Summary: Governor Phil Murphy signed New Jersey Senate Bill 104 on April 24, 2018 expanding the New Jersey Law Against Discrimination to prohibit discrimination in pay practices. Described by Governor Murphy’s office as “the most sweeping equal pay legislation in America,” the Diane B. Allen Equal Pay Act will take effect on July 1, 2018 (the “Act”).

The Act amends the New Jersey Law Against Discrimination (“LAD”) and “strengthens protections against employment discrimination and promotes equal pay for all groups protected by the LAD.” (LAD prohibits discrimination on the basis of race, creed, color, national origin, ancestry, age, marital status, civil union status, domestic partnership status, affectional or sexual orientation, genetic information, pregnancy or breastfeeding, sex, gender identity or expression, disability or atypical hereditary cellular or blood trait of any individual, or because of the liability for service in the Armed Forces of the United States or the nationality of any individual, or because of the refusal to submit to genetic test or make available the results of a genetic test to an employer.) The pay equity bill passed unanimously in the Senate, 35-0. The Assembly passed it 74-2.

The Act amends the LAD to make it an unlawful employment practice for an employer “to pay any of its employees who is a member of a protected class at a rate of compensation, including benefits, which is less than the rate paid by the employer to employees who are not members of the protected class for substantially similar work, when viewed as a composite of skill, effort and responsibility.” (Emphasis added). Employers are prohibited from reducing the rate of compensation of any employee in an effort to comply with the law.

Notably, the law permits an employer to pay a different rate of compensation based upon a seniority system, a merit system, or where an employer demonstrates the following:

  • That the differential is based on one or more legitimate, bona fide factors other than the characteristics of members of the protected class, such as training, education or experience, or the quantity or quality of production;
  • The factor or factors are not based on, and do not perpetuate, a differential in compensation based on sex or any other characteristic of a protected class;
  • That each of the factors is applied reasonably;
  • That one or more factors account for the entire wage differential; and
  • That the factors are job-related with respect to the position in question and based on a legitimate business necessity. A factor based on business necessity shall not apply if it is demonstrated that there are alternative business practices that would serve the same business purpose without producing the wage differential.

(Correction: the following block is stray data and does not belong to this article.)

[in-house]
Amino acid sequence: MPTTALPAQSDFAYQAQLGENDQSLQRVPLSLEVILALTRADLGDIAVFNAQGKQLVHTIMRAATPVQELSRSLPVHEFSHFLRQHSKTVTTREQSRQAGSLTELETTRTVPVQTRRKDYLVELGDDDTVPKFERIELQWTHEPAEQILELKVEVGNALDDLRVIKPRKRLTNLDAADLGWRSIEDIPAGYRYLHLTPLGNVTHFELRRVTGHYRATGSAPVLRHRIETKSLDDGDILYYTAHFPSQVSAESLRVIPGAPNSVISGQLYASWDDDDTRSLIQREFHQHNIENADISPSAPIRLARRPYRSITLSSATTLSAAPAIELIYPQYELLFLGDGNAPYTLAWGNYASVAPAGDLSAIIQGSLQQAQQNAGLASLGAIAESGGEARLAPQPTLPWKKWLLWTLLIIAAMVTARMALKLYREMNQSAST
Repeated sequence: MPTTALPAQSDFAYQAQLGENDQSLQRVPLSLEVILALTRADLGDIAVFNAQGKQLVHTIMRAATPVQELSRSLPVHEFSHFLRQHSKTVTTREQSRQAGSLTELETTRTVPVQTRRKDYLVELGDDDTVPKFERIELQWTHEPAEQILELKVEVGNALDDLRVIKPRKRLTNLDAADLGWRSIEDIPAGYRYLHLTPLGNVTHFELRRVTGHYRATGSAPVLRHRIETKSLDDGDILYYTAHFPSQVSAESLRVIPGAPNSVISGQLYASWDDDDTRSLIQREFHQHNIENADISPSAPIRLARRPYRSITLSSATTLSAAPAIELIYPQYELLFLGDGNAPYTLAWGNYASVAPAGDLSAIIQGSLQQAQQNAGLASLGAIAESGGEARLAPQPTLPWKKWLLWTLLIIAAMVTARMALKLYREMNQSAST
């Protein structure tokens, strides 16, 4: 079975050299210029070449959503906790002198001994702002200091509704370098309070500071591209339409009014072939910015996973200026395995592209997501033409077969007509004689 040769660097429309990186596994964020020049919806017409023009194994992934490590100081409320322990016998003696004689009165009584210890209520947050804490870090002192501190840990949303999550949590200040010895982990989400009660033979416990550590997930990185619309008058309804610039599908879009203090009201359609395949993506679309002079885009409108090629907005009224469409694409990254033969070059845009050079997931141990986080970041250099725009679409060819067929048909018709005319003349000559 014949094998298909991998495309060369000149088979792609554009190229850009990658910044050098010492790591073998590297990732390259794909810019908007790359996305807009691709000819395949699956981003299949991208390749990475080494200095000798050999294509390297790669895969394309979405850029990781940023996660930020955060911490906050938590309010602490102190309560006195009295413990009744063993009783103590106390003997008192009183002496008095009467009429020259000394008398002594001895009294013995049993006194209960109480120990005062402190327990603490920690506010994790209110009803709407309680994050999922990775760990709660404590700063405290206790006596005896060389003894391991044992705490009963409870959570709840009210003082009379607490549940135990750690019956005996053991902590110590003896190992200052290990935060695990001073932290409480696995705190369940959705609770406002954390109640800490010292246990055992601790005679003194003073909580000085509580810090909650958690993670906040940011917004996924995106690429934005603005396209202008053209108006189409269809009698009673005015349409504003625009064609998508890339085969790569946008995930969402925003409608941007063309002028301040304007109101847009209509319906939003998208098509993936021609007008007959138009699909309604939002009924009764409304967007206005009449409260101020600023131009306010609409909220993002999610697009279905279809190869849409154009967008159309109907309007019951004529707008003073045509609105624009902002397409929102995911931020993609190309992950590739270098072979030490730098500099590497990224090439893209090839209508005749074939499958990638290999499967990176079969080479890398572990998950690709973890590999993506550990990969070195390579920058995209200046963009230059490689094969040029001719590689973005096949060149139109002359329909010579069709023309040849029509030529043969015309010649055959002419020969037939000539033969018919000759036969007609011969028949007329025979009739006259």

Similar to the federal Lilly Ledbetter Fair Pay Act of 2009, the bill restarts the applicable statute of limitations governing discriminatory compensation claims so that each pay check constitutes a “discriminatory compensation decision” and is deemed a new or continuing violation. If the violation continues to occur within the statute of limitations, a person may obtain back pay for a period not to exceed six years, as opposed to two years under the federal law. Employers may not require an employee to consent to a reduction in the applicable statute of limitations. A claimant who prevails under the Act is entitled to treble damages.

For employers entering into contracts with the State, the law requires a report about employees employed under the State contract. The report must include information such as compensation and hours worked by employees by gender, race, ethnicity and job category, in addition to data relating to compensation and hours worked.

The law further prohibits an employer from taking reprisals against an employee for discussing rates of compensation and related information to other employees or former employees and even third parties such as government agencies or attorneys. An employer may not as a condition of employment require any employee to waive these rights under the law.

Conclusion

New Jersey’s newly enacted equal pay law is one of the strongest of its kind in the nation.

The amended law extends full protection of the Law Against Discrimination by prohibiting discriminatory pay practices across all protected classes. The law will take effect on July 1, 2018. Employers who do business in New Jersey should review their policies to ensure compliance with the law.